Tonnes of elephant tusks smuggled into Vietnam: reports
HANOI (AFP) - - Vietnam customs officials have uncovered up to five tonnes of elephant tusks smuggled in from Tanzania, state media said Saturday.
The tusks were found Friday hidden in around 114 boxes of plastic waste after being transported from Africa through Malaysia to Vietnam's northern Hai Phong port, said the Tuoi Tre newspaper.
The Thanh Nien newspaper quoted Dang Tat The, a national wild animal expert, as saying the tusks were from African elephants.
It was not yet clear if the tusks were for selling in Vietnam or if they were smuggled in for onward movement, the papers said, but officials were chasing the owner of the goods.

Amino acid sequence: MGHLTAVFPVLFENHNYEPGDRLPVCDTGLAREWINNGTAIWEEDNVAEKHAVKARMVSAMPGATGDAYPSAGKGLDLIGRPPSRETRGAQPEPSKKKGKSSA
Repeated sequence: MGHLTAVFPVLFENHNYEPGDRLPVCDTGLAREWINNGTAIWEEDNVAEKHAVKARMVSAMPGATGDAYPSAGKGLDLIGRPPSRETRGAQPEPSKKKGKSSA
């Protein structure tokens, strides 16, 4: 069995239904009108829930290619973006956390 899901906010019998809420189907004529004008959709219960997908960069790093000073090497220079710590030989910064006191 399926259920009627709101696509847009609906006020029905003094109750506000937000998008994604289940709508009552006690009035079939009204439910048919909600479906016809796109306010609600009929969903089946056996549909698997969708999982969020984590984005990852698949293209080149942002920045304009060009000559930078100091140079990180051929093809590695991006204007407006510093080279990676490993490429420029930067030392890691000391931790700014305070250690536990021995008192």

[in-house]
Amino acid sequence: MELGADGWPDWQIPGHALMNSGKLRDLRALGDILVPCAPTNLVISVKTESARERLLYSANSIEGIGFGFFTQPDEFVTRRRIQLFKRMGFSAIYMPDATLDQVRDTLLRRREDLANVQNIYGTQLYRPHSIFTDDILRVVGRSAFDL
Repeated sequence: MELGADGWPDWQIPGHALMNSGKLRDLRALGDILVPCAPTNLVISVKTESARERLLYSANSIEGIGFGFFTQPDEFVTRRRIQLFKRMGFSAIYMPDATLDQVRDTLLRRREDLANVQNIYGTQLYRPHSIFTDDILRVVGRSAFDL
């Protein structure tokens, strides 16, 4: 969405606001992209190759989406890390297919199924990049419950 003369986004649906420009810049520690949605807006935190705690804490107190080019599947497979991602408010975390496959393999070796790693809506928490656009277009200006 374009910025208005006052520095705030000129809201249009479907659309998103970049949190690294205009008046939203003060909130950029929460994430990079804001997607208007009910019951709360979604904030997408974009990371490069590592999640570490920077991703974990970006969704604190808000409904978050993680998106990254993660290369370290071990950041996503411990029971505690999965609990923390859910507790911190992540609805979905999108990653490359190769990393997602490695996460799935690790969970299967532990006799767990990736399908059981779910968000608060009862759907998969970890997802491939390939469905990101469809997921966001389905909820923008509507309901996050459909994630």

Ivory and ivory-based products sell well in Vietnam, with the main buyers including Chinese, Thai and local and overseas Vietnamese, wildlife trade monitoring organisation Traffic said last month.
According to a Traffic survey, ivory prices in Vietnam could be the world's highest, with tusks reportedly selling for up to 1,500 dollars per kilogram and small, cut pieces selling for up to 1,863 dollars per kilogram.
The trend has put elephants in Indochina under increasing threat, it said, adding that wild elephant numbers in Vietnam, Laos and Cambodia dropped from an estimated 6,250 in the late 1980s to 1,510 in 2000.
Vietnam outlawed the ivory trade in 1992 but shops can still sell ivory dating from before the ban. This allows some to restock illegally with recently-made carved items, the organisation said.